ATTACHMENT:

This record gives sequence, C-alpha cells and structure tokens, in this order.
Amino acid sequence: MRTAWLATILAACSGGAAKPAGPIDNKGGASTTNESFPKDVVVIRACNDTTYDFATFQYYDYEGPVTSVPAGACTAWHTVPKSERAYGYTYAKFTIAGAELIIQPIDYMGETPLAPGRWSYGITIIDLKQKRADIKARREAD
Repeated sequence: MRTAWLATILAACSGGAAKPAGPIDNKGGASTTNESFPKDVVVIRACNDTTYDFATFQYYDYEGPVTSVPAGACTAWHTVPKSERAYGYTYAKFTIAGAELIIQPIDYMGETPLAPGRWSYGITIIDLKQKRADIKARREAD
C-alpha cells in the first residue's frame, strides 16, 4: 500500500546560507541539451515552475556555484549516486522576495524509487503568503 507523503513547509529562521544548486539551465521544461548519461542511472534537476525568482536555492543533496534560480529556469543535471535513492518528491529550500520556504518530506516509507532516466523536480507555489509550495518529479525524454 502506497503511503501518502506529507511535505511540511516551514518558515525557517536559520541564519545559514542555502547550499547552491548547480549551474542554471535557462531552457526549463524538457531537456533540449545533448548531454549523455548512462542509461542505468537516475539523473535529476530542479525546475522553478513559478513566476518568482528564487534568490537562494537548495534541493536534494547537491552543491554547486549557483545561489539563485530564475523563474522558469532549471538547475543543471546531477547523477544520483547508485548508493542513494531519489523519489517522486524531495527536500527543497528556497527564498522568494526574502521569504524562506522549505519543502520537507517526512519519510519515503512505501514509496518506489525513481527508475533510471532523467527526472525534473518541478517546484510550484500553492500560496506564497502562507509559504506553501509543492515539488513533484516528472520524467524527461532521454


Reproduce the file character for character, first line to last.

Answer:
This record gives sequence, C-alpha cells and structure tokens, in this order.
Amino acid sequence: MRTAWLATILAACSGGAAKPAGPIDNKGGASTTNESFPKDVVVIRACNDTTYDFATFQYYDYEGPVTSVPAGACTAWHTVPKSERAYGYTYAKFTIAGAELIIQPIDYMGETPLAPGRWSYGITIIDLKQKRADIKARREAD
Repeated sequence: MRTAWLATILAACSGGAAKPAGPIDNKGGASTTNESFPKDVVVIRACNDTTYDFATFQYYDYEGPVTSVPAGACTAWHTVPKSERAYGYTYAKFTIAGAELIIQPIDYMGETPLAPGRWSYGITIIDLKQKRADIKARREAD
C-alpha cells in the first residue's frame, strides 16, 4: 500500500546560507541539451515552475556555484549516486522576495524509487503568503 507523503513547509529562521544548486539551465521544461548519461542511472534537476525568482536555492543533496534560480529556469543535471535513492518528491529550500520556504518530506516509507532516466523536480507555489509550495518529479525524454 502506497503511503501518502506529507511535505511540511516551514518558515525557517536559520541564519545559514542555502547550499547552491548547480549551474542554471535557462531552457526549463524538457531537456533540449545533448548531454549523455548512462542509461542505468537516475539523473535529476530542479525546475522553478513559478513566476518568482528564487534568490537562494537548495534541493536534494547537491552543491554547486549557483545561489539563485530564475523563474522558469532549471538547475543543471546531477547523477544520483547508485548508493542513494531519489523519489517522486524531495527536500527543497528556497527564498522568494526574502521569504524562506522549505519543502520537507517526512519519510519515503512505501514509496518506489525513481527508475533510471532523467527526472525534473518541478517546484510550484500553492500560496506564497502562507509559504506553501509543492515539488513533484516528472520524467524527461532521454